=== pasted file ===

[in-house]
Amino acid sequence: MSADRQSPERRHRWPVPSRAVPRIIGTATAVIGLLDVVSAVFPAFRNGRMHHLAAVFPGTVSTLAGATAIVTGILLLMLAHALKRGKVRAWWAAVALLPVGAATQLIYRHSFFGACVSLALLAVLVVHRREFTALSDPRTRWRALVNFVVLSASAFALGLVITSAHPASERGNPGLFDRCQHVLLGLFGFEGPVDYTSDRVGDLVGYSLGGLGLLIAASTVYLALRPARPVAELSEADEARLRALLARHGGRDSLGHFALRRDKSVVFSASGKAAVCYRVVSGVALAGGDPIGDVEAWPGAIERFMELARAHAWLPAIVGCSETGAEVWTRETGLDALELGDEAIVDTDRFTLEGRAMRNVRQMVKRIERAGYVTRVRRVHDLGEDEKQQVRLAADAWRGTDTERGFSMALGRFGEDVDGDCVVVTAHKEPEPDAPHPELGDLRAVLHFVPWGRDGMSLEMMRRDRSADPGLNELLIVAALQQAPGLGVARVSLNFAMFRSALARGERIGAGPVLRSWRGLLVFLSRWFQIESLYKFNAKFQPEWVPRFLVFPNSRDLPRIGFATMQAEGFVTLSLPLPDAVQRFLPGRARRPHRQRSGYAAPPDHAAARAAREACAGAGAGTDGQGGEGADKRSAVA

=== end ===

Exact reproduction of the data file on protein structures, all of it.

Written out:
[in-house]
Amino acid sequence: MSADRQSPERRHRWPVPSRAVPRIIGTATAVIGLLDVVSAVFPAFRNGRMHHLAAVFPGTVSTLAGATAIVTGILLLMLAHALKRGKVRAWWAAVALLPVGAATQLIYRHSFFGACVSLALLAVLVVHRREFTALSDPRTRWRALVNFVVLSASAFALGLVITSAHPASERGNPGLFDRCQHVLLGLFGFEGPVDYTSDRVGDLVGYSLGGLGLLIAASTVYLALRPARPVAELSEADEARLRALLARHGGRDSLGHFALRRDKSVVFSASGKAAVCYRVVSGVALAGGDPIGDVEAWPGAIERFMELARAHAWLPAIVGCSETGAEVWTRETGLDALELGDEAIVDTDRFTLEGRAMRNVRQMVKRIERAGYVTRVRRVHDLGEDEKQQVRLAADAWRGTDTERGFSMALGRFGEDVDGDCVVVTAHKEPEPDAPHPELGDLRAVLHFVPWGRDGMSLEMMRRDRSADPGLNELLIVAALQQAPGLGVARVSLNFAMFRSALARGERIGAGPVLRSWRGLLVFLSRWFQIESLYKFNAKFQPEWVPRFLVFPNSRDLPRIGFATMQAEGFVTLSLPLPDAVQRFLPGRARRPHRQRSGYAAPPDHAAARAAREACAGAGAGTDGQGGEGADKRSAVA